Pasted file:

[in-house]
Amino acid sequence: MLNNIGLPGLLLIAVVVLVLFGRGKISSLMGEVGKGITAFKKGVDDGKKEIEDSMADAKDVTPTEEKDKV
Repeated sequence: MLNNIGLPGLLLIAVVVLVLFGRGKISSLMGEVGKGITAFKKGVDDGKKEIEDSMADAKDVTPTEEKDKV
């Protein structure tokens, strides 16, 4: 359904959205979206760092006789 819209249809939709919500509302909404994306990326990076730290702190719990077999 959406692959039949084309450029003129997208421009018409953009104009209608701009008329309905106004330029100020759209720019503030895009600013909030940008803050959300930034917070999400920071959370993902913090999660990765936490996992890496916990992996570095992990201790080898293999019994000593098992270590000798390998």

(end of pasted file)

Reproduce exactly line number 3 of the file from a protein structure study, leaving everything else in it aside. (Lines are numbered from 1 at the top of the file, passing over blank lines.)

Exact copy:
Repeated sequence: MLNNIGLPGLLLIAVVVLVLFGRGKISSLMGEVGKGITAFKKGVDDGKKEIEDSMADAKDVTPTEEKDKV